As body art grows increasingly popular over the years, one trope has bubbled to the top of dining culture: the image of the tattooed "hipster" chef. And it’s no surprise; after all, kitchens are one of the places where you are not judged for the art on your hands, your biceps, your neck or your chest. Chefs are hard-working creative, emotional beings whose work is intensely personal. Their senses of humor are often fabulously twisted. And those are just some of the things that make the stories behind their tattoos so engrossing. This series is a tribute to chefs and their creativity, both in their kitchens and on their skin.
"I get tattoos that mean something to me, that are a part of my life or a stepping stone," notes Rick. "I get them because they’re things that are meaningful and important to me. As a result, I always get them facing me. I’ve even had a tattoo artist who tried to talk me out of positioning my tattoos in a direction that faced me. But I felt really strongly about it. These are things that are meaningful to me. They’re all from different milestones and stepping stones.
Rick got her first tattoo when she was 17 years old.
"A Perfect Circle was my favorite band ever. Their music really got me through some tough times," she says. "So I’d wanted to get their band symbol as a tattoo for a long time. My husband Luke – boyfriend at the time – knew this guy who he’d gotten a tattoo from. The guy worked out of his house, and he was willing to do it. So, I went to his house, hung out in his basement, and I got my first tattoo. It was actually a lot of fun."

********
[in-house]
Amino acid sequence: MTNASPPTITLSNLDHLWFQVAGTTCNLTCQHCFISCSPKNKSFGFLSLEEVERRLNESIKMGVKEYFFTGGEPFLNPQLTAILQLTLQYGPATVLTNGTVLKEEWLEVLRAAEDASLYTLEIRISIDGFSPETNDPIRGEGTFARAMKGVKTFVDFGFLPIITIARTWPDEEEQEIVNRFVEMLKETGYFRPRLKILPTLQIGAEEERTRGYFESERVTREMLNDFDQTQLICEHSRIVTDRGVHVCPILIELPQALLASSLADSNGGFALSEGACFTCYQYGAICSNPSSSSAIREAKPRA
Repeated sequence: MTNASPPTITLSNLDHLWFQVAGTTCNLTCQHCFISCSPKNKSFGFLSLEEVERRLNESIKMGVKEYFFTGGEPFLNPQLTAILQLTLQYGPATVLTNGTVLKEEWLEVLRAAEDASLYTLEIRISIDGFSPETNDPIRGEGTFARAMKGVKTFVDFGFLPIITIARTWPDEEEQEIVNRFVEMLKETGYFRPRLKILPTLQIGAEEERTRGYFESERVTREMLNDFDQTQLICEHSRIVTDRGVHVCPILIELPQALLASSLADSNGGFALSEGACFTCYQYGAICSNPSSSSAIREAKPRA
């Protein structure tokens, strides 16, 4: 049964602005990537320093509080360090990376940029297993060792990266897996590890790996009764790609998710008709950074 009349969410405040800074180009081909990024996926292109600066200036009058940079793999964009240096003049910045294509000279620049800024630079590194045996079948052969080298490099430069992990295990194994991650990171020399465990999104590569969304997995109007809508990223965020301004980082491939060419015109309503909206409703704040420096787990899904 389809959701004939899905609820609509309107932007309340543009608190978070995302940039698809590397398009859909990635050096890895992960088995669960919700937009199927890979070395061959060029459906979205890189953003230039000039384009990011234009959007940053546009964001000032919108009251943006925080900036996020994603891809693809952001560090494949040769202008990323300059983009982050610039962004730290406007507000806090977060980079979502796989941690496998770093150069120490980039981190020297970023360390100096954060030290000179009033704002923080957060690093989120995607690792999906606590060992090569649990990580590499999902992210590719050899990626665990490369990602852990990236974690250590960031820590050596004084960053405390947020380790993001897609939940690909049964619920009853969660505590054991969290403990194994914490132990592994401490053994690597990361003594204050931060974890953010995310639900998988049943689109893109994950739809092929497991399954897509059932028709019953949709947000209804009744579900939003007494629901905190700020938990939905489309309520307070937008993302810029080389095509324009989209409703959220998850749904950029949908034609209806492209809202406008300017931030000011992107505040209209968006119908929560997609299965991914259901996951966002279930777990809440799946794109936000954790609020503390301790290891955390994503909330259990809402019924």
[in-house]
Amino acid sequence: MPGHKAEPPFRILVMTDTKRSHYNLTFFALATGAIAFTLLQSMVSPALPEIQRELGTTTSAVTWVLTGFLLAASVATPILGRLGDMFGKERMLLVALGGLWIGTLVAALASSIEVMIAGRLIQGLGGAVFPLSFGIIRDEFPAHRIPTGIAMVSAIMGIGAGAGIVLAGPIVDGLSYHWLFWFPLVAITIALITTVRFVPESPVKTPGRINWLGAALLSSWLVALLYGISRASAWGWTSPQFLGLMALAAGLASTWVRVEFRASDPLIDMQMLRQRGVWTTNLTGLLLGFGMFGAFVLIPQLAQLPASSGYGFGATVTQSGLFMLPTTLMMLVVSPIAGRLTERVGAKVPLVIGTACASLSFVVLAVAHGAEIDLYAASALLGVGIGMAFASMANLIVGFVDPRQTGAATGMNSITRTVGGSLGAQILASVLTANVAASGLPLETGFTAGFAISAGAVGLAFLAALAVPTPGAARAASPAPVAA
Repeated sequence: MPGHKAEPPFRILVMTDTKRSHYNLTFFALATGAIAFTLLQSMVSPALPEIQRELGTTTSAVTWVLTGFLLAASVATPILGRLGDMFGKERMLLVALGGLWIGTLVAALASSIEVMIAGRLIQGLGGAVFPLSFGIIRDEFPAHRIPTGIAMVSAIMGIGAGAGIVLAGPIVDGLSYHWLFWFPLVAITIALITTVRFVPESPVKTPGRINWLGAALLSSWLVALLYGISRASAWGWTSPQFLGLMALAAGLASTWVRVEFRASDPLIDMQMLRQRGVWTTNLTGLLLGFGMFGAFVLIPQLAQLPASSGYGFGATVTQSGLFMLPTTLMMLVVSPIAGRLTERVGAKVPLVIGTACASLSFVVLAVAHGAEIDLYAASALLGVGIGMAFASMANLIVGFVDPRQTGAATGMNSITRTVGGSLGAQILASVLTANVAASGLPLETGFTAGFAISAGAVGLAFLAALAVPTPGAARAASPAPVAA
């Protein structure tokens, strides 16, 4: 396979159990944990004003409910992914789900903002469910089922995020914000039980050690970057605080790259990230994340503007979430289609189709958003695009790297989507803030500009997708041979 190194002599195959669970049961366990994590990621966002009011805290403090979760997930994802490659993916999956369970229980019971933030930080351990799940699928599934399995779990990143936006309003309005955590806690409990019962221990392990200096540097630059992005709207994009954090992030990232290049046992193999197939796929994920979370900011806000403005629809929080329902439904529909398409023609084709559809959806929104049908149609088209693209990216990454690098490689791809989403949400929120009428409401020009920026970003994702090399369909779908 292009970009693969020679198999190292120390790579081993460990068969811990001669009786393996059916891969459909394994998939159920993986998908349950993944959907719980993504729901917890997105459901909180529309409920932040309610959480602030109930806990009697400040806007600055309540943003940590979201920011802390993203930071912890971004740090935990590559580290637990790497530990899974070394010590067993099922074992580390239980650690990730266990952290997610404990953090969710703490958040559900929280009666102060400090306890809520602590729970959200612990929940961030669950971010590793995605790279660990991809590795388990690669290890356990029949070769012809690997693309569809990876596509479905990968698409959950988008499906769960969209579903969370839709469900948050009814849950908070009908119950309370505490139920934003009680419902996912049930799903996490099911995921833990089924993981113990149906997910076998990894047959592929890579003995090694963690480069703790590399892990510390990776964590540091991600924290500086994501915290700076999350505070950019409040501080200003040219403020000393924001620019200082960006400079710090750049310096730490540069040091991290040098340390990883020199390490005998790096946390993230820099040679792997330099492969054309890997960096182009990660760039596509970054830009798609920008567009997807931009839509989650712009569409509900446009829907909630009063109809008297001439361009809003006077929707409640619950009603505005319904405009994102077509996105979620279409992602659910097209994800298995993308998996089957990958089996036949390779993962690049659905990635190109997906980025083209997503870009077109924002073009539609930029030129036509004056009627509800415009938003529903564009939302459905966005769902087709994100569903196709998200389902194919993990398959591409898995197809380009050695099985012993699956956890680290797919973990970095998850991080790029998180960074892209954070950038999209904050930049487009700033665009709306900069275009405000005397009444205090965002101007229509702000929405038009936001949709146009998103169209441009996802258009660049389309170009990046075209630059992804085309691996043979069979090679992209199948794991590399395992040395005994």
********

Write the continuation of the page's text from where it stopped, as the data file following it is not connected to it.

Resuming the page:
"About a week or two later, I cut my hair really short. And at that point my mom definitely freaked out. I don’t remember what she said, but she was so angry. After that, we never really talked about it. Over the years I got more tattoos, and she never said anything to me about them."
Nonetheless, she says she has zero regrets.
"I definitely don’t regret it at all. But, if I had it all to do over again, there are probably things I would have done differently.
"In my early 20s, I found a new all time favorite band: Interpol. My life was changed when I heard their music. My favorite song of theirs is ‘Take You on a Cruise,’ and one of the lines is ‘... tears drown in the wake of delight.’ It’s a beautiful, powerful song. We all have to overcome obstacles. But you have to work through them and keep going come out the other side. This tattoo was really a promise to myself to never give up."
"It’s a sailboat with a little heart on the upper sail and the lyrics below. I actually drew the sailboat and brought it into the shop and he added the text underneath. It's gotten a bit hard to read over time, but I love it.
"I’ve always been obsessed with panda bears and Hello Kitty. In 2010, Luke and I went to Atlanta for our honeymoon. We went to the zoo there, and they had baby twin pandas. It was the first time that I’d ever really seen pandas up close, and they were so adorable. So it sort of symbolizes the two of us, as well as my first time seeing pandas. And the art is really cute and derpy. And it always makes me smile."
Another of Rick’s tattoos tells the story of her journey to becoming a pastry chef.
"I have to laugh. People always think it’s the Aperture Science Laboratory from the game Portal. But, it’s really just the aperture from a camera. The aperture is what allows the light into the camera. To me it’s about capturing all these small moments in live and having them forever."